AdSense Modifying the Revenue Share Structure for Publishers

AdSense has disclosed that it is switching from a pay-per-click to a new pay-per-impression model for its publisher payout structure. Certain viewpoints suggest that this modification could result in increased profits for publishers.

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Publishers are reassured by the statement that most publishers should continue to receive the same sums.

According to Google, these modifications will take effect at the beginning of 2024.

The AdSense blog announced two modifications that publishers should be aware of.

  • The revenue-share plan will be modified.
  • Paying publishers based on impressions.
Publishers have traditionally gotten 68% of the ad revenue, according to AdSense. AdSense predicts that publishers will still take home roughly 68% of the money under the new payment plan. The notification provided an explanation for this modification.

The announcement shared the reasons for the change:

In the past, fees were handled by the Google AdSense network in a single transaction.

The AdSense income share is now divided into different rates for the sell-side and buy-side.

Publishers who use AdSense for content will get 80% of the money after the advertiser platform—such as Google's buy-side or third-party platforms—takes its cut.

For instance, Google advertisements will typically keep 15% of advertiser spend when it purchases display advertisements on AdSense.

 

In the example above, Google keeps about 15% of the money the advertiser pays.

Google Ads keeps fifteen cents of every dollar an advertiser spends; the rest eighty-five cents go to AdSense.

Following Google Ads' deduction of 15 cents for their fee, Google AdSense is claiming a 20% cut, or 17 cents, of the remaining 85 cents.

In this case, the publisher receives the remaining 80% (of 85 cents), or 68 cents, after Google AdSense keeps 17 cents.

Google has produced a graphic that demonstrates this procedure.

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New AdSense Pay Per Impression Pay Structure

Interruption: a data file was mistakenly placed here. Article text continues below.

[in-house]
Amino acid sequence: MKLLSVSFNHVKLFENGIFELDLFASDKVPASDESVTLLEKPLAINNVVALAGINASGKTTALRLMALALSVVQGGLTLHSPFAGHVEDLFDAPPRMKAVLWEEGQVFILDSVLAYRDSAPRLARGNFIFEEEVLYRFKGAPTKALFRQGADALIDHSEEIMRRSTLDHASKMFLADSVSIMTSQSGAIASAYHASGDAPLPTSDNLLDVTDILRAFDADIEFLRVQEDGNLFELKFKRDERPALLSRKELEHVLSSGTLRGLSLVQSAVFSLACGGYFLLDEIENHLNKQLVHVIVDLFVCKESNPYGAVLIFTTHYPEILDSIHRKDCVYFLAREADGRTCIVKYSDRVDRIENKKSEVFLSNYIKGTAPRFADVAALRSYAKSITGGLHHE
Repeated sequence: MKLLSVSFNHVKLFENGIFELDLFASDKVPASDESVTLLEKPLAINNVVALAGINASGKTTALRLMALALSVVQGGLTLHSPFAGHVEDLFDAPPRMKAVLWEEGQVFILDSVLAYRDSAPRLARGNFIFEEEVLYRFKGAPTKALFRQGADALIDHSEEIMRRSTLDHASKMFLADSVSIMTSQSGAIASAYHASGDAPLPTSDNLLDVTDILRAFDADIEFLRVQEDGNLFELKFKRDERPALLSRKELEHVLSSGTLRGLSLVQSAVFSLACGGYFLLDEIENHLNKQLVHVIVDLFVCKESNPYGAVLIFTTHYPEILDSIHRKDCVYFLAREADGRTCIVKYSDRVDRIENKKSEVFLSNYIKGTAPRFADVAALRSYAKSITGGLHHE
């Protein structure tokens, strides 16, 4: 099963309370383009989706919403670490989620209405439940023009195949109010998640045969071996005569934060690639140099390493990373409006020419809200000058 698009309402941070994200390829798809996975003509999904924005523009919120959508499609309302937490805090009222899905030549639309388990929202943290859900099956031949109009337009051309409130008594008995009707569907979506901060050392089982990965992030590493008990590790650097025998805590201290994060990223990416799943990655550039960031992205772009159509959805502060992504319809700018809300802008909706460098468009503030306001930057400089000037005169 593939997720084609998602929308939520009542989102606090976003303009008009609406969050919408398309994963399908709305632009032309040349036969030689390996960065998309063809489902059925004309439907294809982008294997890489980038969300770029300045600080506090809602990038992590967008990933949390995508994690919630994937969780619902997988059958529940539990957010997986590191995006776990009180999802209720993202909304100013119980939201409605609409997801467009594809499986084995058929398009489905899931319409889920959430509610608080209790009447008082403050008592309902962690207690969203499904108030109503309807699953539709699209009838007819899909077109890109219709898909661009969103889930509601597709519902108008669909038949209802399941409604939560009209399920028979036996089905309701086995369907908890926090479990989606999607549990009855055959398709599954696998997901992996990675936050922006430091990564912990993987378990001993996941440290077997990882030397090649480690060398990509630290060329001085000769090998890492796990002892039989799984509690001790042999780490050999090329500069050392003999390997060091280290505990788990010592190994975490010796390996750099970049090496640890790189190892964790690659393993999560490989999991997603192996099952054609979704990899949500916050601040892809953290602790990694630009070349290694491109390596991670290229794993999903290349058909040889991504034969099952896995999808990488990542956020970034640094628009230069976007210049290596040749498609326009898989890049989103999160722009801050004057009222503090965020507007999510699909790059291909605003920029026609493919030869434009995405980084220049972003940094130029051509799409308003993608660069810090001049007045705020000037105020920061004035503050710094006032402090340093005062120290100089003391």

Google AdSense guarantees publishers that neither the kind nor the quantity of advertisements displayed on publisher websites will be impacted by the new payment system.

The blog entry clarified:

"AdSense will shortly switch from paying publishers largely per click to the typical payment per impression used by the display industry, in addition to altering our revenue-share structure.

With this upgrade, publishers will be able to compare their rates with those of other technology providers by having a more consistent method for paying for their ad space across all of Google's products and third-party platforms."


 Publisher Reaction

Publishers who use AdSense and post on WebmasterWorld are generally cautious about changes made to the AdSense programme.

A conversation on the WebmasterWorld AdSense forum revealed a combination of optimism and scepticism.

Wait and See

Some publishers advised against drawing conclusions about the outcome for publishers on WebmasterWorld, advising instead to wait and see.

Other publishers posting on the AdSense Forum on WebmasterWorld were skeptical of Google’s motives, writing:

"In my opinion, Google will ultimately benefit financially from this move; otherwise, they wouldn't be making it."

Revenue Share Might Be Bad For Users And Advertisers?

According to a different viewpoint, publishers may be encouraged by the pay-per-impression model to include more adverts on a page in order to boost impressions.

This way of view gives rise to worries that publishers would put ad quantity ahead of making sure that content satisfies the needs of advertisers.

Advertisers have historically relied on audience clicks to start or progress the customer journey, which eventually results in sales. However, it can provide an issue for advertisers if publishers stop giving priority to content that stimulates clicks.